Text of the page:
REMARKS BY AMBASSADOR ODEEN ISHMAEL ON RECEIVING THE KING LEGACY AWARD FOR INTERNATIONAL SERVICE, Washington DC, January 21, 2002
Posted January 24th. 2002
Mr. Chairman, Your Excellencies, distinguished guests, ladies and gentlemen.
I feel delighted and honored this morning to be presented with The King Legacy Award for International Service. I wish to sincerely thank the Committee for the International Salute to the Life and Legacy of Dr. Martin Luther King, Jr. for bestowing this great honor on me. I feel especially humbled, indeed.
While I regard this award as a personal honor, I see it as one for my country, Guyana, as well. I therefore accept it on behalf of all the people of my country whom I am proud to serve.
This commendation is now an inspiration that urges me to work harder to generate international understanding among the nations and peoples of the world. We all need to do more of this since we are now seeing an upsurge of racial profiling and bigotry, two types of deviant attitudes and behavior that Dr. King firmly struggled against.
I first learned of Dr. Martin Luther King from my grandfather. This was way back in the early 1960s during my boyhood days. Grandfather, who lived in a little village, could not read nor write. However, he had a wonderful knowledge of world affairs. You see, he had a very big radio which he kept on a table in the front part of his house. Powered by a car battery, his radio picked up stations from all over the world, and he listened to news from as far away as London, New York, Washington, India, Australia, Moscow, and everywhere else.
In the evenings, he turned it up at full volume, and many people in the village without radios were drawn to his front porch, where they sat and listened to the local news and the death announcements which followed immediately after.
It was on that very radio that I first heard the distinctive and commanding voice of the great Martin Luther King. Parts of his speeches were aired, and Grandfather explained to me that Martin Luther King was doing the same for America that Mahatma Gandhi did for India. Even though Grandfather was an unlettered man, he clearly understood the vibrant message that Dr. King delivered to America and the rest of the world.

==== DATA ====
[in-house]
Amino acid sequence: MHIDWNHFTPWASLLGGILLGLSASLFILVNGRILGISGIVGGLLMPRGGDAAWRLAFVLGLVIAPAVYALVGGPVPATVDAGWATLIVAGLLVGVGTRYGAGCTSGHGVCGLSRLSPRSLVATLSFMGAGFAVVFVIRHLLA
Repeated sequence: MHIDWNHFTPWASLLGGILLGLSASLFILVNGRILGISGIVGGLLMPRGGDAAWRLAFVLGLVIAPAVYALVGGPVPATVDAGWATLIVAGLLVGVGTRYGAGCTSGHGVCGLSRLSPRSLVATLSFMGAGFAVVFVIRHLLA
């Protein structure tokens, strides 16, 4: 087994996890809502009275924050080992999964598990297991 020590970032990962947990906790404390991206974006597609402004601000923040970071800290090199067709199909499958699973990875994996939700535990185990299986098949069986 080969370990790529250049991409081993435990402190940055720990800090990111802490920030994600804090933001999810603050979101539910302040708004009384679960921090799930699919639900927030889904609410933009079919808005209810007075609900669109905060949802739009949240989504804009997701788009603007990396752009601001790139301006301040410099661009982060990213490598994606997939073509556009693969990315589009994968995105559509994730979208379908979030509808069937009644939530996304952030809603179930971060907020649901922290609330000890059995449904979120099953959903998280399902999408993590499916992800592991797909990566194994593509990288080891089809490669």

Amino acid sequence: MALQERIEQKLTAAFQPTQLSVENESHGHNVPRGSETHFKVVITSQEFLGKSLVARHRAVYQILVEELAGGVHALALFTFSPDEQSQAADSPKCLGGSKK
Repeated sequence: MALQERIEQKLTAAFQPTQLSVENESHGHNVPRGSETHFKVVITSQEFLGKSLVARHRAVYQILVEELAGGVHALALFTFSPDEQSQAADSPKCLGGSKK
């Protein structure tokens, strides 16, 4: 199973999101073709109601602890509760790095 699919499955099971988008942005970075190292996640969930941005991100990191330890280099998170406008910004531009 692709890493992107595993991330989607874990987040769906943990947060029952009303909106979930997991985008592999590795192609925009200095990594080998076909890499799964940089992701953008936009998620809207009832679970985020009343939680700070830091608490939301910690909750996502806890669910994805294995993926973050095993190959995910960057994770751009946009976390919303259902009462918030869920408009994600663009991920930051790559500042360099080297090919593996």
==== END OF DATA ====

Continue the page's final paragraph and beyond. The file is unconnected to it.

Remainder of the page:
Since then I began to follow the career and the struggles of Dr. King, and was stunned when an assassin's bullet cut him down in the prime of his life. I must say that his ideas and his ideals have helped me fashion my own outlook of life to give service to people with the hope that what good is imparted to others will in turn be passed on down the line.
I have always been, and will always be, an admirer of Dr. Martin Luther King, Jr. I firmly believe in his dream that people should be judged not by the color of their skin but by the content of their character. The granting of this prestigious award to me, a citizen of Guyana, throws a spotlight on my country. Guyanese, as some of you may know, like to boast that Guyana is the only English speaking country in South America. With this in mind, I urge you to visit my country and enjoy our pristine rain forests and natural wonders and experience our culture and the hospitality of our people. I also appeal to investors to go to Guyana to explore the great business opportunities that we offer.
Many years ago when I was in elementary school, one of my teachers implored my class to work hard and aim for the stars. I think that is what all of us should do. For, you see, even if we fall short we can still reach the mountain top. From there, we can have a very clear view of the world that surrounds us, and work with others to help solve the numerous problems that we see from there. This is what Dr. King would have wanted all of us to do. It was a great part of his dream for America and the world. Let us all work to fulfil his dream. Let us climb to the mountain top.